Tanabe Dumkudo Rocky Mount NC

The Dumkudo is simply a higher-gain version of the Zenkudo designed to work better with single-coil pickups. I like the extremely high-gain tones that you can get from this pedal when using humbucking or active pickups. Fans of the highest- gain Dumble tones—as in the classic slide playing of Lowell George and David Lindley with their ’70s-era Dumbles—might prefer the Dumkudo, whereas the Zenkudo might be a better choice for those preferring subtle, more controlled tones.

Music City
(252) 977-3434
135 Se Main St
Rocky Mount, NC
Types of Instruments Sold
Digital Piano, Electronic Keyboard, Organs, Drums & Percussion, Sound Reinforcement, Guitars & Fretted Instruments

Data Provided by:
Pearson Music Co.
(252) 446-4101 , (252-446-8378 (fax)
1171 N. Wesleyan
Rocky Mount, NC
 
Music Masters
(423) 247-6777
303 Sugar Top Dr
Sugar Mountain, NC
Types of Instruments Sold
Acoustic Piano, Digital Piano, Electronic Keyboard, Band & Orchestral, Guitars & Fretted Instruments, Print Music

Data Provided by:
Griffin Music Scene Inc
(704) 567-3010
4507 E Independence Blvd
Charlotte, NC
Types of Instruments Sold
Sound Reinforcement

Data Provided by:
The Violin Shoppe
(704) 373-0551
2112 E 7Th St
Charlotte, NC

Data Provided by:
Robbins Jewelry & Music
(252) 237-8011
Po Box 1646
Wilson, NC

Data Provided by:
Pioneer Music
(252) 291-9688
925 Ward Blvd Ste 1F
Wilson, NC
 
Fredericks Of Goldsboro
(919) 735-3496
Po Box 2031
Goldsboro, NC

Data Provided by:
Mitchell'S Piano Gallery Inc.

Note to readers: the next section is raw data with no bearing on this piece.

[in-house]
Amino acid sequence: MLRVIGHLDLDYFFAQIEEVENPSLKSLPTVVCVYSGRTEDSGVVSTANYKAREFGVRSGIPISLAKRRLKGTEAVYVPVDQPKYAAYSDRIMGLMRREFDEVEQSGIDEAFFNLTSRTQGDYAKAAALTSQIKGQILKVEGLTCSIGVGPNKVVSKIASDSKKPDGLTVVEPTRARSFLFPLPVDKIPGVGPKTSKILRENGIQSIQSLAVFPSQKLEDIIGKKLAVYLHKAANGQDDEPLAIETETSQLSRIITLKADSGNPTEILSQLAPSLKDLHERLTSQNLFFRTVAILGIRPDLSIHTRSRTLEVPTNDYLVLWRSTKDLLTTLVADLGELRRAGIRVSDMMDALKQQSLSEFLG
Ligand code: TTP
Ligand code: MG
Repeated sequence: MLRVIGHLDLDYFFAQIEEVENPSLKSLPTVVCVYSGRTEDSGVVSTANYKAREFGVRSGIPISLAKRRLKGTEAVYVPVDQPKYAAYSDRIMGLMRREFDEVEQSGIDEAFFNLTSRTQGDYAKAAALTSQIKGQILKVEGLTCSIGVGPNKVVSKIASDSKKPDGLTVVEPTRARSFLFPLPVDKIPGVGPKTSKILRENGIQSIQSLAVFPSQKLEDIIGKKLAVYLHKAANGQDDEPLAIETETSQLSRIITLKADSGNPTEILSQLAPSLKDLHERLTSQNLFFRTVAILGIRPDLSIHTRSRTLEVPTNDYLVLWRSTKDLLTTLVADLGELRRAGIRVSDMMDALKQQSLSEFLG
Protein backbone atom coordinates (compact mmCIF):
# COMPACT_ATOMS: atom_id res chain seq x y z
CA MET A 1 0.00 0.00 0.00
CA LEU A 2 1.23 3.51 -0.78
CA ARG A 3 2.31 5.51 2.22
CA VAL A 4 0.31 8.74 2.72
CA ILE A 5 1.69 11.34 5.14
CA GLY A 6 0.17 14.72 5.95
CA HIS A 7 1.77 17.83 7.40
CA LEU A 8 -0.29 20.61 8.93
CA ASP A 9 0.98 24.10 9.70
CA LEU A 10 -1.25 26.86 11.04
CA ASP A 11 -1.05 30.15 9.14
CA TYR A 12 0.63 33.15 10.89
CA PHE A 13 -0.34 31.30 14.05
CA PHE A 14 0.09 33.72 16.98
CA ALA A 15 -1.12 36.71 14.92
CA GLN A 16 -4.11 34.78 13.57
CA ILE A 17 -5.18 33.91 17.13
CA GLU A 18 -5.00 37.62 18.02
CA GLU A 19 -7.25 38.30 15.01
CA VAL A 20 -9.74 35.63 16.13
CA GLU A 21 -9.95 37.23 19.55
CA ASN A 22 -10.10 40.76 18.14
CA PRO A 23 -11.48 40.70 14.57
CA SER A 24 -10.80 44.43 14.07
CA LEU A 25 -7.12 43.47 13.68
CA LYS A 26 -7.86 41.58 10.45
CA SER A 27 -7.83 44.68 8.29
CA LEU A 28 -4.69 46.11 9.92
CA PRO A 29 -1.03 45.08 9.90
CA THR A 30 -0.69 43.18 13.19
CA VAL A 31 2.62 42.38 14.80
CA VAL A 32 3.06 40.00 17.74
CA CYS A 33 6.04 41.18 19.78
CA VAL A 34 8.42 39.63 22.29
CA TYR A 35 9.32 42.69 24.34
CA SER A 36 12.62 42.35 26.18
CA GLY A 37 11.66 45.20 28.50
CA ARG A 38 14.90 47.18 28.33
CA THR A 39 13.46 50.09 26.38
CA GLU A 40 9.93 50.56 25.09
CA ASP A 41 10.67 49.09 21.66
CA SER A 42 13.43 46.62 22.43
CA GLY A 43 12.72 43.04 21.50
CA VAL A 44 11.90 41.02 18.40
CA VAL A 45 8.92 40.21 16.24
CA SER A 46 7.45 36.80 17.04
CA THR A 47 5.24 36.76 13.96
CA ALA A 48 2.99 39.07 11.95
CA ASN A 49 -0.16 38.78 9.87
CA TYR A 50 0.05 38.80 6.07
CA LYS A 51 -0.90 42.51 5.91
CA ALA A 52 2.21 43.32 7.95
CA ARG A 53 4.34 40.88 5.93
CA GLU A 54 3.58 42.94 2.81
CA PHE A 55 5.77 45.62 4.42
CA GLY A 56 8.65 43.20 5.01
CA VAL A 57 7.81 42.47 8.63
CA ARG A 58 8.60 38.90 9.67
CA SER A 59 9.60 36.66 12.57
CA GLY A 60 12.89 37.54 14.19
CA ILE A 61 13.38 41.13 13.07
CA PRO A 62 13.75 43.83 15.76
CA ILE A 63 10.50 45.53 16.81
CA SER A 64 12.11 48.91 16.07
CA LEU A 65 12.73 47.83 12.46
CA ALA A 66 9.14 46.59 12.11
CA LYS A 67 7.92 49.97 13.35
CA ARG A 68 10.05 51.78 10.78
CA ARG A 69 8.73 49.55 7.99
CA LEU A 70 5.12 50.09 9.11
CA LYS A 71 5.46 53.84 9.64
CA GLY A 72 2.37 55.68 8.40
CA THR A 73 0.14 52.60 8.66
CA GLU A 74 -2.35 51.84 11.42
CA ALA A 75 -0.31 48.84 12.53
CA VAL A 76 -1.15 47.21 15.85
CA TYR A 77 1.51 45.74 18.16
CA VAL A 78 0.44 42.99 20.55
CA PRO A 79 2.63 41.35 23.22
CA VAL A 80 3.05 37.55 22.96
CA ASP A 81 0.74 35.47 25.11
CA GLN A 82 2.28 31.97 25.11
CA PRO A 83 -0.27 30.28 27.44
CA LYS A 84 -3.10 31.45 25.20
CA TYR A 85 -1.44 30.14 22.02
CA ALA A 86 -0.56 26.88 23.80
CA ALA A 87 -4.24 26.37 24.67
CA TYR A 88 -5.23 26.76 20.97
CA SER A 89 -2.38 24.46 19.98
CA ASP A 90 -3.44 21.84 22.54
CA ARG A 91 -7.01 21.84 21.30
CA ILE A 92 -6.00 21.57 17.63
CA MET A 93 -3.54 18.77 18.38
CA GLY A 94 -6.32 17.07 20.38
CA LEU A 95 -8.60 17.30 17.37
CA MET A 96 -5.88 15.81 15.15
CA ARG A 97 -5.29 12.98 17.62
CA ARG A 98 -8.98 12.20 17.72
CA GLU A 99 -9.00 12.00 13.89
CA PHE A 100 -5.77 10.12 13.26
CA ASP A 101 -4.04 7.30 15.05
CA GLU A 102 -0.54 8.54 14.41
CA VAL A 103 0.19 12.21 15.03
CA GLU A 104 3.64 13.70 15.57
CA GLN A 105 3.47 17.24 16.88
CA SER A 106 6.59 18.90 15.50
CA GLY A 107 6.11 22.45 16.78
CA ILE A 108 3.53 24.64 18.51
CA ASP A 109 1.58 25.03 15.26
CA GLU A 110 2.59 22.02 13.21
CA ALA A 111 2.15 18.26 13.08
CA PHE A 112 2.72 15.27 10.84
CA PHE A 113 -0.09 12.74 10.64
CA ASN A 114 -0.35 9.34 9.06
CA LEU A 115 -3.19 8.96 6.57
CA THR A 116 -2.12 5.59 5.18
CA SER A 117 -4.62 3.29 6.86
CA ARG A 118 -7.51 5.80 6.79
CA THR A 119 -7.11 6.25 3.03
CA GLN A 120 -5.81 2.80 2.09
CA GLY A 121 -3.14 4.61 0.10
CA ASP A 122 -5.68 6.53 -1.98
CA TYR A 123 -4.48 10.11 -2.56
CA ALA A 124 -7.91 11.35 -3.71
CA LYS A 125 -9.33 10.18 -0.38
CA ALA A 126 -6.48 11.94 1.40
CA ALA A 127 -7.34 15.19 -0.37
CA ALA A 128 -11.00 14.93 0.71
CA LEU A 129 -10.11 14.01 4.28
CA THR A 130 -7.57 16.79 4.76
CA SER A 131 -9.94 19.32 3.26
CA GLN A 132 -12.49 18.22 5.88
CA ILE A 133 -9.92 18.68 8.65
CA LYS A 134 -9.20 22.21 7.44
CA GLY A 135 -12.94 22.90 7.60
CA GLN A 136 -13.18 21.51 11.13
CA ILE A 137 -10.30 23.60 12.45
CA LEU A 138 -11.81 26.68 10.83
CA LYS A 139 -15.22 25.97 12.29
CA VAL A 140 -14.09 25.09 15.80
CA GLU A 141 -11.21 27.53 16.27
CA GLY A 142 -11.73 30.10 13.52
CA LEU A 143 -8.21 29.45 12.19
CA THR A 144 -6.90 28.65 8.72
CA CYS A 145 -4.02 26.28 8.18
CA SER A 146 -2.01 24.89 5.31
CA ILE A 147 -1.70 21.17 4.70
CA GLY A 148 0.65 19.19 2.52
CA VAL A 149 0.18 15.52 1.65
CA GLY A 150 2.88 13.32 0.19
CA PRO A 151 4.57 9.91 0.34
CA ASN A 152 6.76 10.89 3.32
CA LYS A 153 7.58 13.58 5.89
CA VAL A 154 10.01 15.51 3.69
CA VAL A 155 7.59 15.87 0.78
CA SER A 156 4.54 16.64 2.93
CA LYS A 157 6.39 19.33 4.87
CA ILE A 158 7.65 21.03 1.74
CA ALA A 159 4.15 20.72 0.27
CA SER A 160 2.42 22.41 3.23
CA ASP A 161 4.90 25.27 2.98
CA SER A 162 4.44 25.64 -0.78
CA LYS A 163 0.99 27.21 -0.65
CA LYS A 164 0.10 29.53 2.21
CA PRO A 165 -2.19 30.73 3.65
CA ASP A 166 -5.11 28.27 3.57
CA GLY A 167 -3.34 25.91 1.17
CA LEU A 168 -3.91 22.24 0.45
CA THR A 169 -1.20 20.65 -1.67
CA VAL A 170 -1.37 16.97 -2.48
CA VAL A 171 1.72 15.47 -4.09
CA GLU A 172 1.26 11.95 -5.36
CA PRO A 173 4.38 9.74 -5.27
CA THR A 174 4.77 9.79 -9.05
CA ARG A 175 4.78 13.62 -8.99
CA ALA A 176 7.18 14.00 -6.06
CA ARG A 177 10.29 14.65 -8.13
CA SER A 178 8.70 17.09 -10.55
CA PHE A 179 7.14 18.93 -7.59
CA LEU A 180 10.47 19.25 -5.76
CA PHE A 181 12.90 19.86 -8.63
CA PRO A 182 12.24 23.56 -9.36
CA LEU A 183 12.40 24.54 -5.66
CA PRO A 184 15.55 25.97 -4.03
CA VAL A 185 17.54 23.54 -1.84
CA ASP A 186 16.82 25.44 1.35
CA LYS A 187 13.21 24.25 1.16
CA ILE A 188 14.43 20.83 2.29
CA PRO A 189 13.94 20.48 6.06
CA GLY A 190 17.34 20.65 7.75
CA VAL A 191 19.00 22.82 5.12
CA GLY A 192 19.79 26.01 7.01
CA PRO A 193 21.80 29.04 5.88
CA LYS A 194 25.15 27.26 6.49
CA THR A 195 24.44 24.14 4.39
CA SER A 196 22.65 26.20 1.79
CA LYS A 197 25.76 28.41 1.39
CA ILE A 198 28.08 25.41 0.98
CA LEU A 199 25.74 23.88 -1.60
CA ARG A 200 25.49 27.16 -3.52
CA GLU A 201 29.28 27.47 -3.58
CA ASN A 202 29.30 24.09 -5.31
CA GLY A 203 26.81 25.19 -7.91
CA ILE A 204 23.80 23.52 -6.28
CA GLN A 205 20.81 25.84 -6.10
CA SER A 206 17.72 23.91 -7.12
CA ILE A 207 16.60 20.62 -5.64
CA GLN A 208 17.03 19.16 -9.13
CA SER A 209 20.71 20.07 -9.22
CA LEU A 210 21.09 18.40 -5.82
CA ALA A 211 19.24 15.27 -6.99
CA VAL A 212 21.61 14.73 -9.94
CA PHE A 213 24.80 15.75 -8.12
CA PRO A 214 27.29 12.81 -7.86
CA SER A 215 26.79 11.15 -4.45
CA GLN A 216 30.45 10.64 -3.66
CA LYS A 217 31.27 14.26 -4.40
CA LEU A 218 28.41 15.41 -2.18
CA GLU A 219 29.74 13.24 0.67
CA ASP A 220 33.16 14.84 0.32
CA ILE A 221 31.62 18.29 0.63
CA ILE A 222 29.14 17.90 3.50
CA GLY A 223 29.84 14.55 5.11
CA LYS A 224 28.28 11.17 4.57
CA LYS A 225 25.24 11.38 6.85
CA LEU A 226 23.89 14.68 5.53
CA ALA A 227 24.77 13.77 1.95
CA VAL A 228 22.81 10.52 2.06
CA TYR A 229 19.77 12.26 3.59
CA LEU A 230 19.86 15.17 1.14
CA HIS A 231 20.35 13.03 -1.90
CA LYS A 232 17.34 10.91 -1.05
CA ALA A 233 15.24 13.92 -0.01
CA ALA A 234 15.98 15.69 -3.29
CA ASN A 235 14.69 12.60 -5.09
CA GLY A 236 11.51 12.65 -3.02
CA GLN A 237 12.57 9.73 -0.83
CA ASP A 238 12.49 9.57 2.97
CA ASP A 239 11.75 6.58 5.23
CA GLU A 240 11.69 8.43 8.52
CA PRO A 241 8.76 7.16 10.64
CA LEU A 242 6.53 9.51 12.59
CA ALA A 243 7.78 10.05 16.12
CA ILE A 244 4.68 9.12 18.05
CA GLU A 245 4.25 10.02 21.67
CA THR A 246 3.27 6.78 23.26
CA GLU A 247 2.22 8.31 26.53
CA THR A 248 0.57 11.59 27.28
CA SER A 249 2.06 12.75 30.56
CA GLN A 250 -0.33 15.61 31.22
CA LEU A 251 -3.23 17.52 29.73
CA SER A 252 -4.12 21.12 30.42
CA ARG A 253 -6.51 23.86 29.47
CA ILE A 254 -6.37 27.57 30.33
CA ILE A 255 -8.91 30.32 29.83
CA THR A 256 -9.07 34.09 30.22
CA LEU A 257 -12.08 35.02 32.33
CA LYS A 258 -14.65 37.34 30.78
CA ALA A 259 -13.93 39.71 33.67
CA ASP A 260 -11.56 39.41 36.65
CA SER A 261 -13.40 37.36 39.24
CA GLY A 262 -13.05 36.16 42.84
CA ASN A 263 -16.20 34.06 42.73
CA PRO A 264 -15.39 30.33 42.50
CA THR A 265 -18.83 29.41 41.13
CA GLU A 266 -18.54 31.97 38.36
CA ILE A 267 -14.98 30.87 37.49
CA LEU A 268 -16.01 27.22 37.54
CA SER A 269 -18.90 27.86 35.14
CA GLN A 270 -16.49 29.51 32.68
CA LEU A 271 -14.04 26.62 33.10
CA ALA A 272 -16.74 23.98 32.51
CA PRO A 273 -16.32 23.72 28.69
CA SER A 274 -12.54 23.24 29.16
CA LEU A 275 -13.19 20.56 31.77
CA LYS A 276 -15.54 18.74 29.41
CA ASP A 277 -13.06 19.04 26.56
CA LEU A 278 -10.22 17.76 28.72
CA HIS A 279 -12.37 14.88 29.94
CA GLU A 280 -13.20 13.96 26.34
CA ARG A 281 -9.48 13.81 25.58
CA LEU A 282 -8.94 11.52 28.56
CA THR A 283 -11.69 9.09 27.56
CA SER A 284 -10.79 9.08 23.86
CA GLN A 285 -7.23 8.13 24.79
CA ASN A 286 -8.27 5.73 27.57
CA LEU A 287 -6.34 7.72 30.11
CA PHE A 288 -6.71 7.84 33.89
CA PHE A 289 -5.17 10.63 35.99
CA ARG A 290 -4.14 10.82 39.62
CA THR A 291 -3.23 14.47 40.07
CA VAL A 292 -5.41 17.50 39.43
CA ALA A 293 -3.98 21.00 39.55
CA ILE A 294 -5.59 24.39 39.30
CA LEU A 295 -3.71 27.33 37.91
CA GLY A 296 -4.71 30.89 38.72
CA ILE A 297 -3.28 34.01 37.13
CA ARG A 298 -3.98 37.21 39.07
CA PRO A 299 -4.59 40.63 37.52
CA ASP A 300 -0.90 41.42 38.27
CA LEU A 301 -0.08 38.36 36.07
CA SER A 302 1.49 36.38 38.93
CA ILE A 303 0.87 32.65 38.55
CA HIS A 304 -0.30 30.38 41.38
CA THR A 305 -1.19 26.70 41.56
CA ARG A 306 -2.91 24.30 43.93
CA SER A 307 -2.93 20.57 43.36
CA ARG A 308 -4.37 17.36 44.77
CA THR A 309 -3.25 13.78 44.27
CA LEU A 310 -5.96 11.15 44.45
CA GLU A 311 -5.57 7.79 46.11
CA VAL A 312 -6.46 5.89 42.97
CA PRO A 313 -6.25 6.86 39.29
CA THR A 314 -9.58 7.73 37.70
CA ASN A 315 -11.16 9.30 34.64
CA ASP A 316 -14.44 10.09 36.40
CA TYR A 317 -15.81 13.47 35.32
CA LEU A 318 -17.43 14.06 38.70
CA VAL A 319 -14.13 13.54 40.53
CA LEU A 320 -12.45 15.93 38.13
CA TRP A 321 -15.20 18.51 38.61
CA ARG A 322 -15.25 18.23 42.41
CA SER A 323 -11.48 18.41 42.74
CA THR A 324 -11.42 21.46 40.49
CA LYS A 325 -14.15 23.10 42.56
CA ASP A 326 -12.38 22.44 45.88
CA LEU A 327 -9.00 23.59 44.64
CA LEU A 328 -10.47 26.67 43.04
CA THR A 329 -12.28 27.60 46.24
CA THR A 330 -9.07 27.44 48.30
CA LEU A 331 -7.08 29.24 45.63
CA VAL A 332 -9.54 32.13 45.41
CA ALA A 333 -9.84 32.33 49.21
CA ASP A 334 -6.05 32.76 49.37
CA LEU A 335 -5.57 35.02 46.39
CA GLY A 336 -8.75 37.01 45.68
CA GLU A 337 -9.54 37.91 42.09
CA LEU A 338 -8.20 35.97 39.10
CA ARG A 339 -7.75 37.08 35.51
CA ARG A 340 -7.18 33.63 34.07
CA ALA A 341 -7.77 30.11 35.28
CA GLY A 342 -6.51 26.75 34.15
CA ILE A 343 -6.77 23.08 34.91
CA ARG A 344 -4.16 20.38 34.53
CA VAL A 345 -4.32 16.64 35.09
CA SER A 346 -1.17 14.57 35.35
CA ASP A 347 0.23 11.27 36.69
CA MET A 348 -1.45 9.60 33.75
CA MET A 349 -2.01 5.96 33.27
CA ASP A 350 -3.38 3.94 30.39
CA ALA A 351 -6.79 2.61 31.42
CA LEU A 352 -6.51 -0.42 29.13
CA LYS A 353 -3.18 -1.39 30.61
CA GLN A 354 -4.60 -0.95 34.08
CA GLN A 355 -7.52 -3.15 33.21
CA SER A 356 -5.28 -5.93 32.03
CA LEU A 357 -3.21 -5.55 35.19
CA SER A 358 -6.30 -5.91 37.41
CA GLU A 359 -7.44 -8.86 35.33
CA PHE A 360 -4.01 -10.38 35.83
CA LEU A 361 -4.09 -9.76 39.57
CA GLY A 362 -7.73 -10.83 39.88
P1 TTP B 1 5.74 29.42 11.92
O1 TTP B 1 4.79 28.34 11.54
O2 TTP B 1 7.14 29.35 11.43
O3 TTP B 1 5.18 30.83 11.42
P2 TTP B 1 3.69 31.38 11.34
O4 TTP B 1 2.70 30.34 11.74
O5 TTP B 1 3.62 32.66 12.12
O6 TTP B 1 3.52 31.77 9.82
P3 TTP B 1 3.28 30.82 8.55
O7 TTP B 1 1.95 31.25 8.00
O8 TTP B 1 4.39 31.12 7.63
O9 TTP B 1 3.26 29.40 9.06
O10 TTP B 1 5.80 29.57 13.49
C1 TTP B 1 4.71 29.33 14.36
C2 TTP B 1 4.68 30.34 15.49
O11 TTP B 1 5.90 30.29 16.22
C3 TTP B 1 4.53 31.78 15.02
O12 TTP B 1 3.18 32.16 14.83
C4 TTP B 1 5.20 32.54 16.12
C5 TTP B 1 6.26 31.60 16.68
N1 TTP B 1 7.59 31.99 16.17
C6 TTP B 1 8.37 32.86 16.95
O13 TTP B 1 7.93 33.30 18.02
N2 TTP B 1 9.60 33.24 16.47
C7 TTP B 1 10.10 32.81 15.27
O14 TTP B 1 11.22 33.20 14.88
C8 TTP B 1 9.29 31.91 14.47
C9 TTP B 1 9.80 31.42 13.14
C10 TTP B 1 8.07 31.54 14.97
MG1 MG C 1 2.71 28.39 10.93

(336) 768-6568
3360 Robinhood Rd
Winston Salem, NC

Data Provided by:
Piano & Organ Distributors
(919) 596-2105
2403 New Raleigh Hwy
Durham, NC
Types of Instruments Sold
Acoustic Piano, Digital Piano, Organs

Data Provided by:
Data Provided by:

Tanabe Dumkudo

GJ7T0272The Dumkudo ($310 direct) is simply a higher-gain version of the Zenkudo (see page 95) designed to work better with single-coil pickups. I like the extremely high-gain tones that you can get from this pedal when using humbucking or active pickups. Fans of the highest- gain Dumble tones—as in the classic slide playing of Lowell George and David Lindley with their ’70s-era Dumbles—might prefer the Dumkudo, whereas the Zenkudo might be a better choice for those preferring subtle, more controlled tones. Again, the three modes produce quite different sounds and sonic behaviors. The green mode reminds me of the ’70s Dumbles, while the blue mode is more in the ’80s Dumble vein, and the red mode is both Marshall-y and Dumble-y at the same time.

—Henry Kaiser

KUDOS Quiet. Terrific aggressive tones with higher-output pickups. Excellent modern classic tones with single-coil pickups.
CONCERNS Pricey. Low contrast between control labels and abalone background can make it difficult to read the controls on stage.
CONTACT tanabe.tv

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